|Mt Jackson Confederate Hospital|
Over the past few months, I have noticed a interesting trend: people really seem to like the chapter on Brigade Medical Care in General Lee's Immortals, my history of the Branch-Lane brigade. Dr. Jonathan M. Steplyk, in his review in Civil War Monitor, wrote: " Hardy’s work in the chapters on medicine and prisons is especially commendable. In many unit histories, men are lost to death, wounds, and capture, but, almost by necessity, the focus tends to fix on those men remaining to do the fighting. Hardy’s approach ensures that the stories of wounded men and prisoners do not disappear from the narrative." Gary Lee Hall recently wrote in a review in Confederate Veteran: "The chapter entitled 'Brigade medical Care' is particularly moving and provides light into the experience of those wounded and ill." And, this past Saturday, while signing books at the Chancellorsville Battlefield Visitor Center, a patron told me the book/chapter was going to be used in the collection at Elmwood House as they build a new hospital exhibit.
So what about this chapter has captivated people's attention?
When I sat down to write General Lee's Immortals, I wanted to write more than a brigade history: I wanted to not only write a history of the Branch-Lane brigade, but also to explain how a brigade worked or, at times, did not work (I explain that in the introduction). That holds true for the chapter on brigade hospital care. While there are some great books on Civil War medicine and hospitals, I'm not really aware that anyone has ever tackled something on such a scale. Of course, I started with the regiment, explaining the roles of surgeon, assistant surgeon, and steward, examining how a person became a doctor in the mid-nineteenth-century South. The role of the regimental surgeon, et. al. is examined next, then sick call, followed by hospitals. Diseases come next, then an exploration of battlefield hospital care, battlefield burials, and PTSD. The best I recall, this chapter was somewhere around 10,000 words, before editing.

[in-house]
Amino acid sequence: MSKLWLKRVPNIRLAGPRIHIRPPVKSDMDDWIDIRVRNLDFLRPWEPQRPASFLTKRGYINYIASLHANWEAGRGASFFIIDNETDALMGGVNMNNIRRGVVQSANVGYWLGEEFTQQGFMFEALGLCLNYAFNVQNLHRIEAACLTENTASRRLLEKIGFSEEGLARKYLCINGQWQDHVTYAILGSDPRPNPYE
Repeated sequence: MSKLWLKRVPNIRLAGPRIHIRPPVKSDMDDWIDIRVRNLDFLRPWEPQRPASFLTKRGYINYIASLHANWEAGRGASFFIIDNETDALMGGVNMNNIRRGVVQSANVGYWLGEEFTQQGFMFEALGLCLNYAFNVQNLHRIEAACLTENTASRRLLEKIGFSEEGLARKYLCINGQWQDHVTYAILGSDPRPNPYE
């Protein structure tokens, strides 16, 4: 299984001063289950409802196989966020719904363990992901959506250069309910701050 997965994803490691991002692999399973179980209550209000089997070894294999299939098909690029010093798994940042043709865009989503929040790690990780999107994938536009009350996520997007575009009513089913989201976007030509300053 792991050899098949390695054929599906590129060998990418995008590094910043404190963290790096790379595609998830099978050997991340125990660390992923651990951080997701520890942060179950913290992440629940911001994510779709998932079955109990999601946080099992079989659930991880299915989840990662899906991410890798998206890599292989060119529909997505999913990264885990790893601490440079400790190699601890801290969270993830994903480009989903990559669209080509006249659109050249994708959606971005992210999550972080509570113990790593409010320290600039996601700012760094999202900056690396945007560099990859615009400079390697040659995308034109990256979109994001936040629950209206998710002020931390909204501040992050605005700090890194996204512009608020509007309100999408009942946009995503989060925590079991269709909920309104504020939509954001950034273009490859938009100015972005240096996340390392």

Besides a plethora of personal observations from members of the Branch-Lane brigade who were doctors, or who were sick or wounded, I relied on a few good sources to build this chapter: Cunningham's Doctors in Gray; Humphrey's Marrow of Tragedy: The Health Crisis of the American Civil War; Calcutt's Richmond's Wartime Hospitals; and Schroeder-Lein's The Encyclopedia of Civil War Medicine. There are others, but this is what I used, besides a few period texts.
Maybe, when I get Feeding the Army of Northern Virginia finished, it might be time to look at the medical history of the Army of Northern Virginia...